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Treasurys sell off, lifting yields, as Fed dashes expectations for full percentage point hike – News Opener

Bond yields rose on Monday after Federal Reserve officials talked down the chances of a 100 basis point hike next week and the return of broader market risk appetite reduced demand for the perceived safety of government debt.

What’s happening
  • The yield on the 2-year Treasury

    advanced to 3.158% from 3.135% late Friday. Yields move in the opposite direction to prices.

  • The yield on the 10-year Treasury

    rose to 2.98% from 2.929% as of Friday.

  • The yield on the 30-year Treasury

    was at 3.14% versus 3.093% on Friday.

The 10-year to 2-year spread of minus 17 basis points means the yield remains not far from one of its most inverted levels in about 20 years, signaling a looming economic downturn.

What’s driving markets

The prospect of a less aggressive-than-feared Federal Reserve, confirmed by an article in The Wall Street Journal, accompanied a more upbeat tone across markets on Monday — reducing the attraction of government paper.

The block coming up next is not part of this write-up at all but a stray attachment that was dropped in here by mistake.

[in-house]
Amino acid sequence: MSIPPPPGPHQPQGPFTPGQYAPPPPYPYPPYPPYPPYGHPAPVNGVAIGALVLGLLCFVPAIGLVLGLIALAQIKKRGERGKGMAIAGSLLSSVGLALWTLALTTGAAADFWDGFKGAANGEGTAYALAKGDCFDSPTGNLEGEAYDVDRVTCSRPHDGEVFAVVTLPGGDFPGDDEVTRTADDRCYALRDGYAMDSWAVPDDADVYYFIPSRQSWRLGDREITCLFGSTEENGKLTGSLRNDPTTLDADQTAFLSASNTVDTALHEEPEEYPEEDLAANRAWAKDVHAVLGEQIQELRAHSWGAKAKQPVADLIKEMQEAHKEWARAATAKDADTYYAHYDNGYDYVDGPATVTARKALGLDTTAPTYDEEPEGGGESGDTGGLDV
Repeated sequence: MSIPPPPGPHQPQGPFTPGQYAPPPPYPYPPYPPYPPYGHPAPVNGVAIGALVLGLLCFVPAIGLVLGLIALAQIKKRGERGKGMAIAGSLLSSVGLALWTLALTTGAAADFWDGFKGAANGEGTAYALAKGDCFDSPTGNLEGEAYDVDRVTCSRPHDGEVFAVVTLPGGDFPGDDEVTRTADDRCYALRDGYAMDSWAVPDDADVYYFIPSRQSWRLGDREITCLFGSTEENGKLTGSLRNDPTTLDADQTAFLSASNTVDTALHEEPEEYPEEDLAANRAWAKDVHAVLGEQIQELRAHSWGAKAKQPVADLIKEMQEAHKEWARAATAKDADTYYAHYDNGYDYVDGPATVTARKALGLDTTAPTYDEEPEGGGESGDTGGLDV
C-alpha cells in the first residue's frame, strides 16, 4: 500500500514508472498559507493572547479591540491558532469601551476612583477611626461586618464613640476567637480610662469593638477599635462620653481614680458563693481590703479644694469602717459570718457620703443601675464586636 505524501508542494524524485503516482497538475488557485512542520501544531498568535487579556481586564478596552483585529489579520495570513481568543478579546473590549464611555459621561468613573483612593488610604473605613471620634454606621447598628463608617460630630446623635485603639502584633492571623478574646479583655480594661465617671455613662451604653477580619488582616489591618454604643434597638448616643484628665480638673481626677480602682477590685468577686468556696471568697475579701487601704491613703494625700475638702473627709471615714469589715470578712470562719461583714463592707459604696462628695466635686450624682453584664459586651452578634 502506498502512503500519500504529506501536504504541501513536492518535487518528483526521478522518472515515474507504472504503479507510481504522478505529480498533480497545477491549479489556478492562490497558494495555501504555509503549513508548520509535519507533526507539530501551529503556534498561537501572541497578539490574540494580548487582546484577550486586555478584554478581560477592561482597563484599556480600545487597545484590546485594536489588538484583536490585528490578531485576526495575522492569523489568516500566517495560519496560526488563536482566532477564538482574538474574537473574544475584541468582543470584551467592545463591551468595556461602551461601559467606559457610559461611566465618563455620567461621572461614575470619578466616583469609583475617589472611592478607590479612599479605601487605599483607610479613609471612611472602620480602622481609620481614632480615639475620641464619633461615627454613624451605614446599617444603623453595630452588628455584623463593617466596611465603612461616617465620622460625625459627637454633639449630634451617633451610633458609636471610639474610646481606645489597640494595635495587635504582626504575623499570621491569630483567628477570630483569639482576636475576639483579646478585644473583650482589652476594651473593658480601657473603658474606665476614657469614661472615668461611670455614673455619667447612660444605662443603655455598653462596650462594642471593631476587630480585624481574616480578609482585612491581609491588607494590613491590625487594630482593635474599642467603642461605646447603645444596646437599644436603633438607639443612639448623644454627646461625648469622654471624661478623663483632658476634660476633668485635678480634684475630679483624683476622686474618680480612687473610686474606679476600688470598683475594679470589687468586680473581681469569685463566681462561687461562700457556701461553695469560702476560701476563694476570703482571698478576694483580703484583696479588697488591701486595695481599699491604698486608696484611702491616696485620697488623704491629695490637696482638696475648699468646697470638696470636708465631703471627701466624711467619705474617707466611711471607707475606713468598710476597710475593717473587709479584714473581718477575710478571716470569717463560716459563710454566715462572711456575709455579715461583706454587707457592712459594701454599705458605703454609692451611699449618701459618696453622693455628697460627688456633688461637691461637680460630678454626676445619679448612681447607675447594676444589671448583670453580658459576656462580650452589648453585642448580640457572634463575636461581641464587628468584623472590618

Markets are now pricing in a 69% probability that the policy-setting Federal Open Market Committee will raise interest rates by another 75 basis points to a range of 2.25% to 2.50% at its meeting on July 26-27. The probability of a jumbo-size 100 basis point hike has dropped to 31% from more than 80% last week, which came in the wake of a report showing U.S inflation running at 9.1% as of June.

The retreat is a reflection of the effort over the past few days by Federal Reserve officials to talk down the prospect of a full percentage point hike.

Data released on Monday showed U.S. home builder confidence plunged in July, according to the National Association of Home Builders’ monthly confidence index.

As a somewhat calmer tone returns to markets, traders are reducing bets on future choppiness. The ICE BofA MOVE Index, a gauge of expected treasury volatility, is currently hovering at 129.9, down from around 156 touched earlier in the month.

What strategists are saying

“Treasuries were under modest pressure during the overnight session as the market enters a week with few fundamental inputs of relevance,” said BMO Capital Markets strategists Ian Lyngen and Ben Jeffery. “The combination of last week’s Fed-speak and this morning’s WSJ article have confirmed the Fed will deliver 75 bp next week, bringing the target range to 2.25-2.50%.”

For all intents and purposes, “investors appear content with assuming the FOMC will limit its hiking endeavors to this calendar year,” they wrote in a note.

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